Is Venezuela nearing the end of the Nicolás Maduro government?
Venezuela's President Nicolás Maduro speaks during a military event in Caracas, Venezuela Photo: Miraflores Palace via Reuters

Is Venezuela nearing the end of the Nicolás Maduro government?

10/08/2018
14:40
Gabriel Moyssen
Mexico City
-A +A
The assassination attempt against Venezuelan President Nicolás Maduro has once more raised the question of his government’s survival, amid new opposition efforts to consolidate a united front and a rampant economic crisis that is ravaging the South American nation

Leer en español

The assassination attempt against Venezuelan President Nicolás Maduro has once more raised the question of his government’s survival, amid new opposition efforts to consolidate a united front and a rampant economic crisis that is ravaging the South American nation.

After some 20 alleged coups and failed attacks against Maduro since he came to power in 2013 as the 63rd President of Venezuela replacing the late revolutionary leader Hugo Chávez, according to his own count, the international community has received with skepticism last Saturday’s events in Caracas during a parade marking the 81st anniversary of the Bolivarian National Guard.

Although there is recorded evidence of the moment when a loud explosion interrupted Maduro’s speech, followed by the reaction of his security detachment, it is not yet clear if several drones were used, as it was claimed by an unknown military dissident group calling itself National Movement of Soldiers in T-shirts.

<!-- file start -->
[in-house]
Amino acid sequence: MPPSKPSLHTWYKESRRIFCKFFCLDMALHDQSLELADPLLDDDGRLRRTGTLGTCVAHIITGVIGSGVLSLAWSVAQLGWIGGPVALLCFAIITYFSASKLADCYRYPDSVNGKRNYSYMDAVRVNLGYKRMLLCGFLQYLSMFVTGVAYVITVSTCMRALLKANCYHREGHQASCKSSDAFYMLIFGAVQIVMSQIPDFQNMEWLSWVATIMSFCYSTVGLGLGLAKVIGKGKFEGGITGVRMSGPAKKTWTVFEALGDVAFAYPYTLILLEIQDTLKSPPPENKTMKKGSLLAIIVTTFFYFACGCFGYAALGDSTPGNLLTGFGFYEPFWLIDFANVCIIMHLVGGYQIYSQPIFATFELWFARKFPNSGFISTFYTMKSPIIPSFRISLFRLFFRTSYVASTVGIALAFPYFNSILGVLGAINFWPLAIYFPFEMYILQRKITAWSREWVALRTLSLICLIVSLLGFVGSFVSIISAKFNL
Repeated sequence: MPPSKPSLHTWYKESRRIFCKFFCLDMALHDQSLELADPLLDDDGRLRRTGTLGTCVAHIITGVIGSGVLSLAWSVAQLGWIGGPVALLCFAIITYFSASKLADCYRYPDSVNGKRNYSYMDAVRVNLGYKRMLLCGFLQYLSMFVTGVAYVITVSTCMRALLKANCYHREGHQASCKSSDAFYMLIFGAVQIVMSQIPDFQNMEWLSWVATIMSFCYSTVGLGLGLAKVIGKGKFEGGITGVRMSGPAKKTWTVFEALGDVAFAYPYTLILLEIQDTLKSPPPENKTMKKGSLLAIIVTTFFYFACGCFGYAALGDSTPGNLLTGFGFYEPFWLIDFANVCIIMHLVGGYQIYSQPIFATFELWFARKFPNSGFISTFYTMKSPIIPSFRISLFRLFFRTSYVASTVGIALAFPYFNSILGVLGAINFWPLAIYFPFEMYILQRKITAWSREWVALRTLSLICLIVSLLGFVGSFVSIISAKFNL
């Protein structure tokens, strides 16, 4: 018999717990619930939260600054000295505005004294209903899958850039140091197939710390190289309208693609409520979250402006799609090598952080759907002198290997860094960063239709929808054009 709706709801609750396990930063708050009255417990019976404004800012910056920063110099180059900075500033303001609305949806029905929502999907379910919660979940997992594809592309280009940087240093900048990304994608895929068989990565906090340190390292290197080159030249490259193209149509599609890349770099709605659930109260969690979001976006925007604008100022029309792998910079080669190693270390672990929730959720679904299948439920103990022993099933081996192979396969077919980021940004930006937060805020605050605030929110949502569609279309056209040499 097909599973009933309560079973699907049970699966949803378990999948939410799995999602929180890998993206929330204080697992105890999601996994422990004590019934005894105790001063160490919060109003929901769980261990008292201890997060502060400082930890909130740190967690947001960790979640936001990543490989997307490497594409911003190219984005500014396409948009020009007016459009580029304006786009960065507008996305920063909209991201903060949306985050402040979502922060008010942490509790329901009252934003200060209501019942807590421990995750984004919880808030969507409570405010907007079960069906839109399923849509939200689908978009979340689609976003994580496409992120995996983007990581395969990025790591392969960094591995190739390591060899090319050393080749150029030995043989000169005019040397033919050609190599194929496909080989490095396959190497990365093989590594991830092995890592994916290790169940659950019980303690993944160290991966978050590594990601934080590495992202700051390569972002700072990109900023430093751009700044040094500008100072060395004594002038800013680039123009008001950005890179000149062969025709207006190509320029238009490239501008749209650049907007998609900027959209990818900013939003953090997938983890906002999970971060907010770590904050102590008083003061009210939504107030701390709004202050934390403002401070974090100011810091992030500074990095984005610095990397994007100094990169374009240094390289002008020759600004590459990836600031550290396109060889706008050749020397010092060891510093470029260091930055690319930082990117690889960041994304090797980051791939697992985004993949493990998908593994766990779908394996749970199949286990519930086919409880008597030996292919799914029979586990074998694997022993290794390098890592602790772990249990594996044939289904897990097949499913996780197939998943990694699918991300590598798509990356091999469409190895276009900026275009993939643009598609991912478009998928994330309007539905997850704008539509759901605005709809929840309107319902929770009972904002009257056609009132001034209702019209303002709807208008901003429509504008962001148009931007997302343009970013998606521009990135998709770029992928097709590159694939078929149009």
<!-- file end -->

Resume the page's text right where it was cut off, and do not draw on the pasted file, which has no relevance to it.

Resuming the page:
By a statement passed to and read by Patricia Poleo, a Miami-based YouTube agitator with close links to the right-wing Venezuelan opposition—a move that immediately fueled the regime arguments denouncing a murder attempt—the group said that army snipers guarding the parade destroyed the explosive-laden drones, yet it warned that the next action will be successful.

Last year, amid deadly, near-daily protests, rogue police officer Óscar Pérez flew a stolen helicopter over the capital and launched hand grenades at government buildings. Pérez and several comrades were killed in a gunbattle with police after more than six months at large.

This time, United Nations Secretary-General António Guterres rejected “any act of violence” in Venezuela, and again urged national actors “to make all efforts to seek consensus to address the country’s many challenges, upholding the human rights of all Venezuelans and within the framework of the rule of law.”

In contrast, the outgoing Mexican government of President Enrique Peña Nieto, the main sponsor of a hard line towards Caracas in the Organization of American States (OAS) with the United States and Colombia in the last years, remained in silence. The bilateral relationship is virtually frozen, after Mexico and its allies from the Lima Group did not recognize Maduro’s victory in the 20 May 2018 elections.

Opposition concerns

Inevitably, the Venezuelan opposition expressed its concerns about a government crackdown using as a pretext for Saturday’s events that left seven soldiers injured.